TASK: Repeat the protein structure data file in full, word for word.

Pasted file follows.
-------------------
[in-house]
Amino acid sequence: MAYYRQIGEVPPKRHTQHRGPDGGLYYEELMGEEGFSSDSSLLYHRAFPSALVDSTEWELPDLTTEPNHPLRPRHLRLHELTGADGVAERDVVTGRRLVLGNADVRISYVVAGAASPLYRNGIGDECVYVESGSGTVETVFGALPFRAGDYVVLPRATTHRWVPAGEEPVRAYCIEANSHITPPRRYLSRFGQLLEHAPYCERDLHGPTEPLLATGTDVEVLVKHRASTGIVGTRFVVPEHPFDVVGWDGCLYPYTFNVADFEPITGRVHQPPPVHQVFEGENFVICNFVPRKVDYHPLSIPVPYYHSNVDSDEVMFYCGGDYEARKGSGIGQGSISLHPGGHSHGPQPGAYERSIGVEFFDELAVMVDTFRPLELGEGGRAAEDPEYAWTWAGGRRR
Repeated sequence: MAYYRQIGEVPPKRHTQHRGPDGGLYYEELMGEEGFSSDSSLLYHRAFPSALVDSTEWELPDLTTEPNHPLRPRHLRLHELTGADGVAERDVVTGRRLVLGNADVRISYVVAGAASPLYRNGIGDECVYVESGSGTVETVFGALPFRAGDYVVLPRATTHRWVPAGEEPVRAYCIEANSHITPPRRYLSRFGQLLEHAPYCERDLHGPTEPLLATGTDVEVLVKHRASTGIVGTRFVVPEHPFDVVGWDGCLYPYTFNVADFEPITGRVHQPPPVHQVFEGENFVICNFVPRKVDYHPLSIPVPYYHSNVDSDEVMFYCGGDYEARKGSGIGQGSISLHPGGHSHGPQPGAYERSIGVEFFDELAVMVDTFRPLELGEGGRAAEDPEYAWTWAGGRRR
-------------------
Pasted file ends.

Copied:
[in-house]
Amino acid sequence: MAYYRQIGEVPPKRHTQHRGPDGGLYYEELMGEEGFSSDSSLLYHRAFPSALVDSTEWELPDLTTEPNHPLRPRHLRLHELTGADGVAERDVVTGRRLVLGNADVRISYVVAGAASPLYRNGIGDECVYVESGSGTVETVFGALPFRAGDYVVLPRATTHRWVPAGEEPVRAYCIEANSHITPPRRYLSRFGQLLEHAPYCERDLHGPTEPLLATGTDVEVLVKHRASTGIVGTRFVVPEHPFDVVGWDGCLYPYTFNVADFEPITGRVHQPPPVHQVFEGENFVICNFVPRKVDYHPLSIPVPYYHSNVDSDEVMFYCGGDYEARKGSGIGQGSISLHPGGHSHGPQPGAYERSIGVEFFDELAVMVDTFRPLELGEGGRAAEDPEYAWTWAGGRRR
Repeated sequence: MAYYRQIGEVPPKRHTQHRGPDGGLYYEELMGEEGFSSDSSLLYHRAFPSALVDSTEWELPDLTTEPNHPLRPRHLRLHELTGADGVAERDVVTGRRLVLGNADVRISYVVAGAASPLYRNGIGDECVYVESGSGTVETVFGALPFRAGDYVVLPRATTHRWVPAGEEPVRAYCIEANSHITPPRRYLSRFGQLLEHAPYCERDLHGPTEPLLATGTDVEVLVKHRASTGIVGTRFVVPEHPFDVVGWDGCLYPYTFNVADFEPITGRVHQPPPVHQVFEGENFVICNFVPRKVDYHPLSIPVPYYHSNVDSDEVMFYCGGDYEARKGSGIGQGSISLHPGGHSHGPQPGAYERSIGVEFFDELAVMVDTFRPLELGEGGRAAEDPEYAWTWAGGRRR